Rosstat’s May numbers, which were released on July 10, cited 7,444 people dying in Russia because of the coronavirus, but an additional 5,008 people — counted separately even though they were diagnosed with covid-19 — died of other illnesses that developed in large part because of the disease, or from unrelated causes.
Even with the numbers divided into separate categories, the statistic agency’s figures are higher than those put out by Russia’s main government-run coronavirus website. It said 3,686 people died of the coronavirus in May.
“It just shouldn’t be that the number of newly discovered cases would be the same or nearly the same every day,” Raksha said. “I’m a statistician. I know how actual figures look like and they’re really volatile. Except for maybe Moscow, the statistics on this website are just absolute crap.”
Russia has been sensitive to scrutiny of how it counts coronavirus deaths.
In May, the Foreign Ministry condemned some foreign media for reporting that the country’s coronavirus death toll might be much higher than government officials were saying. When asked why the mortality rate was so low in Russia, Kremlin spokesman Dmitry Peskov told CNN in June: “Have you ever thought about the possibility of Russia’s health-care system being more effective?”
Raksha, who first published his suspicions on Facebook before speaking to the New York Times, said he was reprimanded for his comments and then eventually pressured to resign from his position at Rosstat. The agency did not return requests for comment.
Raksha said that for the month of June, of the 60 Russian regions that were expected to upload their registration statistics — things such as births, deaths, marriages and divorces — to Rosstat, half of them did not. Some regions provided the numbers for everything but deaths, he said.
“They were probably too afraid, because there were too many deaths and they’re afraid to be punished,” he said.
In Dagestan, Magomed Magomedov, editor of the independent Chernovik newspaper in the capital, Makhachkala, said local officials initially didn’t want “to worry the population” with reports of the outbreak spreading rapidly.
“That was the reason why, at the beginning, people here didn’t take the infection seriously,” Magomedov added. “But then when people started dying in mass and we had 600 or 700 new patients in the hospital, it wasn’t possible to hide this information anymore.”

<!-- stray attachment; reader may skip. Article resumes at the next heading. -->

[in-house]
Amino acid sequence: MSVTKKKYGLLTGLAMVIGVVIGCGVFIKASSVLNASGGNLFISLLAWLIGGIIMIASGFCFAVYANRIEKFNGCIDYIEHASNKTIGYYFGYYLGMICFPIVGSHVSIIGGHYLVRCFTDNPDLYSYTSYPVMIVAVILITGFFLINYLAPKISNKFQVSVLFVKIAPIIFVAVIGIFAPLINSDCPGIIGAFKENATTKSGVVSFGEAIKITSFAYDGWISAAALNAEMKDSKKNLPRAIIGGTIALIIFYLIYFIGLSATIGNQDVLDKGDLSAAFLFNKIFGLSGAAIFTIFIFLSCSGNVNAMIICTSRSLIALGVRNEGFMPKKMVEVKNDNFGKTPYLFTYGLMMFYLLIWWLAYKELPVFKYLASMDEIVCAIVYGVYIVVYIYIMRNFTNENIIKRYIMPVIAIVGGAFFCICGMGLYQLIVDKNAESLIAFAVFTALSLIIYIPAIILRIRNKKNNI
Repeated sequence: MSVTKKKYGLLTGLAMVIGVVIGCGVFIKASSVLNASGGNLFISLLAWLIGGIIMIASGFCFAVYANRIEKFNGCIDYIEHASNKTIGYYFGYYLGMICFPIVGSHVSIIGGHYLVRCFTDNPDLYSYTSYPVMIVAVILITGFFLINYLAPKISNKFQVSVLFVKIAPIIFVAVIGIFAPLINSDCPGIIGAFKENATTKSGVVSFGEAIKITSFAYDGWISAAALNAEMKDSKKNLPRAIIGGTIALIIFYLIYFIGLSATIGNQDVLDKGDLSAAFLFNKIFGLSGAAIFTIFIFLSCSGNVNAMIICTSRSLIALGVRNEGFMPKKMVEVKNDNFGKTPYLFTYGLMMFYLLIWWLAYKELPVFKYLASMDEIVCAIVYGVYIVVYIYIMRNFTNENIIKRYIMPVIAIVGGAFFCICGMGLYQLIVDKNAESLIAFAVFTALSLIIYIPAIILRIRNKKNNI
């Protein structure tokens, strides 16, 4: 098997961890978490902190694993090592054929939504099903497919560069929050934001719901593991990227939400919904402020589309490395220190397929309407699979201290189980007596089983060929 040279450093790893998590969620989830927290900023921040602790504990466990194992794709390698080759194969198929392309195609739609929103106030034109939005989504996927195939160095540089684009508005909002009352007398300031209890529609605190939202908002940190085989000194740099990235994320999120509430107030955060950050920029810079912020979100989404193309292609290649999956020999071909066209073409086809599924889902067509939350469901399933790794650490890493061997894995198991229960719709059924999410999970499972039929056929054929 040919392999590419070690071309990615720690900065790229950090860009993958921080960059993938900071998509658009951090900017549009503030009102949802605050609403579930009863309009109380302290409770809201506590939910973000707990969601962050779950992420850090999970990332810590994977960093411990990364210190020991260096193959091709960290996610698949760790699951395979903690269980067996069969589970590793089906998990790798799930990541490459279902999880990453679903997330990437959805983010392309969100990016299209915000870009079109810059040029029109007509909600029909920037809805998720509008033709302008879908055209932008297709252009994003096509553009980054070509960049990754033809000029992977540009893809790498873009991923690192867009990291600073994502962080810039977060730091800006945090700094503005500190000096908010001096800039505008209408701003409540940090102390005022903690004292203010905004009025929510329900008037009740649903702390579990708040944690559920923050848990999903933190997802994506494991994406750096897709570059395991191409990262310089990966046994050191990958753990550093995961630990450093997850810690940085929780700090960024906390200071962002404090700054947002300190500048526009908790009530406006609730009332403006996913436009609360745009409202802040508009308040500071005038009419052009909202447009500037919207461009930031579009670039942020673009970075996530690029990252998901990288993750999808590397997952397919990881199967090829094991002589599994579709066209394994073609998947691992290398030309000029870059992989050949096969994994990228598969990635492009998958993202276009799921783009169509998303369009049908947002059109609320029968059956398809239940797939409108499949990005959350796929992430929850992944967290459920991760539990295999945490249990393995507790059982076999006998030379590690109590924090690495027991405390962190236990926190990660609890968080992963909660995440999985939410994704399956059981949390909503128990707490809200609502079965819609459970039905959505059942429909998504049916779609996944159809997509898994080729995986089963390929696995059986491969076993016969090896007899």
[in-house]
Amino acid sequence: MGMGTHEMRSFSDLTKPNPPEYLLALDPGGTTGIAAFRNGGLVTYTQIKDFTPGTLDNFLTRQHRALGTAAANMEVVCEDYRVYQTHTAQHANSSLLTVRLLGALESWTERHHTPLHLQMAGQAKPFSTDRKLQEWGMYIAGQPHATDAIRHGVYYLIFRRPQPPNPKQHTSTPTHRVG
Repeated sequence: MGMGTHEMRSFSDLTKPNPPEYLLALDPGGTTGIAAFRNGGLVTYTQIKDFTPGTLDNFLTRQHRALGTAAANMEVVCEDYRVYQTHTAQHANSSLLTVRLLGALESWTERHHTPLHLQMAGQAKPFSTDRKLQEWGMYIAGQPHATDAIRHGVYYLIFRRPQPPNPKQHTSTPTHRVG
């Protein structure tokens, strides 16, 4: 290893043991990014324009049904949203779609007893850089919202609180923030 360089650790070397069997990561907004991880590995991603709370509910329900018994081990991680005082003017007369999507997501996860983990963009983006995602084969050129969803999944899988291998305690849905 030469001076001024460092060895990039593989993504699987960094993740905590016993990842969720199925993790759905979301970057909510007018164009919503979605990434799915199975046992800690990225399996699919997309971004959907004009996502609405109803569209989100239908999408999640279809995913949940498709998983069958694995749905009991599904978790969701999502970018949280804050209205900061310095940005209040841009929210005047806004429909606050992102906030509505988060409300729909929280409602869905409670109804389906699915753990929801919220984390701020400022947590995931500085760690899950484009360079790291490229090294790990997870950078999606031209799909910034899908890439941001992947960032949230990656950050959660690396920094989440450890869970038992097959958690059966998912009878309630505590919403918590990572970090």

Within days after the health minister’s interview in May made headlines in Moscow, Putin had a nationally televised video meeting with Dagestani officials. One official described the situation as a “catastrophe” and asked for the government’s assistance.
But by then, at least 40 front-line health workers in the region had died on duty, Gadzhiibragimov, the health minister, said. Hospitals were lacking personal protective equipment, so it was up to aid organizations and residents to provide it.
When aid from Moscow finally came, some considered it already too late.
Uvaisov, of the Patient Monitor aid organization, wondered how many lives might have been saved had Dagestan been more forthright about its infection figures from the beginning.
“The problem is that because many cases were classified as pneumonia and not covid, the federal center did not receive any reliable information about the number of covid cases in Dagestan,” he said. “It looked like the number was relatively low, and that was why we didn’t get enough assistance from the federal center when we really needed it.”
“I think the local government here tried to hide the information from the federal center,” Uvaisov added. “Maybe they thought that if they showed they couldn’t cope with this situation, they would get in trouble.”